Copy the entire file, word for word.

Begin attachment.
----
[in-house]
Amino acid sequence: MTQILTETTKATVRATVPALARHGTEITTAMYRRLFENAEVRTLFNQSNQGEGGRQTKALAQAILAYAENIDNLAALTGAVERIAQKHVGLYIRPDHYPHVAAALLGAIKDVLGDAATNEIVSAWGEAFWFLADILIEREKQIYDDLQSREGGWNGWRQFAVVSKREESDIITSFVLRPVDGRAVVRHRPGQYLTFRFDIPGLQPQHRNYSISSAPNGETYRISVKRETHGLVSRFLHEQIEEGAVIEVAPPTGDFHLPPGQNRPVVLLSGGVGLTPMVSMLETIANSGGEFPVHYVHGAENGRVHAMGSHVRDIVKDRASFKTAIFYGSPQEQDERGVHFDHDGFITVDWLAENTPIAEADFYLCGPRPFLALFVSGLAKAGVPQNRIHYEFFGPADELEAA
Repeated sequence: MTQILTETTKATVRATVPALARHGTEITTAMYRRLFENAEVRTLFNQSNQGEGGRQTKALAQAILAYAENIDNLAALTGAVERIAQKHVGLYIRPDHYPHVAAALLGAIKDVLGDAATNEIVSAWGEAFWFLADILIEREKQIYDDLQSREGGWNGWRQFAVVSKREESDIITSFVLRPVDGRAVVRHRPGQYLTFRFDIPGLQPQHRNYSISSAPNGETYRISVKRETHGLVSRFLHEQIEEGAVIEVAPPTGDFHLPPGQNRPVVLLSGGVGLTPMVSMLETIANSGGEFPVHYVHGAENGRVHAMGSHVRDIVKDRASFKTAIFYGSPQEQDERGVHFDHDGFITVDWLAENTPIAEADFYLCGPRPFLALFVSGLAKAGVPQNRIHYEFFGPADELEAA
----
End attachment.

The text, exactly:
[in-house]
Amino acid sequence: MTQILTETTKATVRATVPALARHGTEITTAMYRRLFENAEVRTLFNQSNQGEGGRQTKALAQAILAYAENIDNLAALTGAVERIAQKHVGLYIRPDHYPHVAAALLGAIKDVLGDAATNEIVSAWGEAFWFLADILIEREKQIYDDLQSREGGWNGWRQFAVVSKREESDIITSFVLRPVDGRAVVRHRPGQYLTFRFDIPGLQPQHRNYSISSAPNGETYRISVKRETHGLVSRFLHEQIEEGAVIEVAPPTGDFHLPPGQNRPVVLLSGGVGLTPMVSMLETIANSGGEFPVHYVHGAENGRVHAMGSHVRDIVKDRASFKTAIFYGSPQEQDERGVHFDHDGFITVDWLAENTPIAEADFYLCGPRPFLALFVSGLAKAGVPQNRIHYEFFGPADELEAA
Repeated sequence: MTQILTETTKATVRATVPALARHGTEITTAMYRRLFENAEVRTLFNQSNQGEGGRQTKALAQAILAYAENIDNLAALTGAVERIAQKHVGLYIRPDHYPHVAAALLGAIKDVLGDAATNEIVSAWGEAFWFLADILIEREKQIYDDLQSREGGWNGWRQFAVVSKREESDIITSFVLRPVDGRAVVRHRPGQYLTFRFDIPGLQPQHRNYSISSAPNGETYRISVKRETHGLVSRFLHEQIEEGAVIEVAPPTGDFHLPPGQNRPVVLLSGGVGLTPMVSMLETIANSGGEFPVHYVHGAENGRVHAMGSHVRDIVKDRASFKTAIFYGSPQEQDERGVHFDHDGFITVDWLAENTPIAEADFYLCGPRPFLALFVSGLAKAGVPQNRIHYEFFGPADELEAA